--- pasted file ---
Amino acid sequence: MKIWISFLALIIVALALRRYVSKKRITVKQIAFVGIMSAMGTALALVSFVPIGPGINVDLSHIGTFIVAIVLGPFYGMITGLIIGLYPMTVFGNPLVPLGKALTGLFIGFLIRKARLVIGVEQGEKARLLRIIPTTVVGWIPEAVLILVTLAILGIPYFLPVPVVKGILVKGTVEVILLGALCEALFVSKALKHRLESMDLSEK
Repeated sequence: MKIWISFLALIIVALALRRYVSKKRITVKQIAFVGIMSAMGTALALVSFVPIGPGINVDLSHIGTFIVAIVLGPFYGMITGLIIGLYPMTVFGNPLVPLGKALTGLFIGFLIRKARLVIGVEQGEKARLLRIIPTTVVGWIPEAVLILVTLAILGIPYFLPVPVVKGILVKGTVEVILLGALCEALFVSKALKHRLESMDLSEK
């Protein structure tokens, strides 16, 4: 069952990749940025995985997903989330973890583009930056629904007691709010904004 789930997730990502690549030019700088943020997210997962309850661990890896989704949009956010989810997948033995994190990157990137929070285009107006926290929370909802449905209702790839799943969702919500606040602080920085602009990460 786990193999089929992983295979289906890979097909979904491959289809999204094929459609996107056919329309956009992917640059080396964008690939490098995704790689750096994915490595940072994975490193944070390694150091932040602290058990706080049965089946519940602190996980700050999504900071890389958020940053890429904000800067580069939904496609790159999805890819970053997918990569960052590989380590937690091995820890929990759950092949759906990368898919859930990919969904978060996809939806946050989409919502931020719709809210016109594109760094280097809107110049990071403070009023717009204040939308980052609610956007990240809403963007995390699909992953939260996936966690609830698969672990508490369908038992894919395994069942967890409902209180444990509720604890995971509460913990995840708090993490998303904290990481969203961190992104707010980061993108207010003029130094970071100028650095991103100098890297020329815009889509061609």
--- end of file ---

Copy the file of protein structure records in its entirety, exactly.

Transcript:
Amino acid sequence: MKIWISFLALIIVALALRRYVSKKRITVKQIAFVGIMSAMGTALALVSFVPIGPGINVDLSHIGTFIVAIVLGPFYGMITGLIIGLYPMTVFGNPLVPLGKALTGLFIGFLIRKARLVIGVEQGEKARLLRIIPTTVVGWIPEAVLILVTLAILGIPYFLPVPVVKGILVKGTVEVILLGALCEALFVSKALKHRLESMDLSEK
Repeated sequence: MKIWISFLALIIVALALRRYVSKKRITVKQIAFVGIMSAMGTALALVSFVPIGPGINVDLSHIGTFIVAIVLGPFYGMITGLIIGLYPMTVFGNPLVPLGKALTGLFIGFLIRKARLVIGVEQGEKARLLRIIPTTVVGWIPEAVLILVTLAILGIPYFLPVPVVKGILVKGTVEVILLGALCEALFVSKALKHRLESMDLSEK
């Protein structure tokens, strides 16, 4: 069952990749940025995985997903989330973890583009930056629904007691709010904004 789930997730990502690549030019700088943020997210997962309850661990890896989704949009956010989810997948033995994190990157990137929070285009107006926290929370909802449905209702790839799943969702919500606040602080920085602009990460 786990193999089929992983295979289906890979097909979904491959289809999204094929459609996107056919329309956009992917640059080396964008690939490098995704790689750096994915490595940072994975490193944070390694150091932040602290058990706080049965089946519940602190996980700050999504900071890389958020940053890429904000800067580069939904496609790159999805890819970053997918990569960052590989380590937690091995820890929990759950092949759906990368898919859930990919969904978060996809939806946050989409919502931020719709809210016109594109760094280097809107110049990071403070009023717009204040939308980052609610956007990240809403963007995390699909992953939260996936966690609830698969672990508490369908038992894919395994069942967890409902209180444990509720604890995971509460913990995840708090993490998303904290990481969203961190992104707010980061993108207010003029130094970071100028650095991103100098890297020329815009889509061609």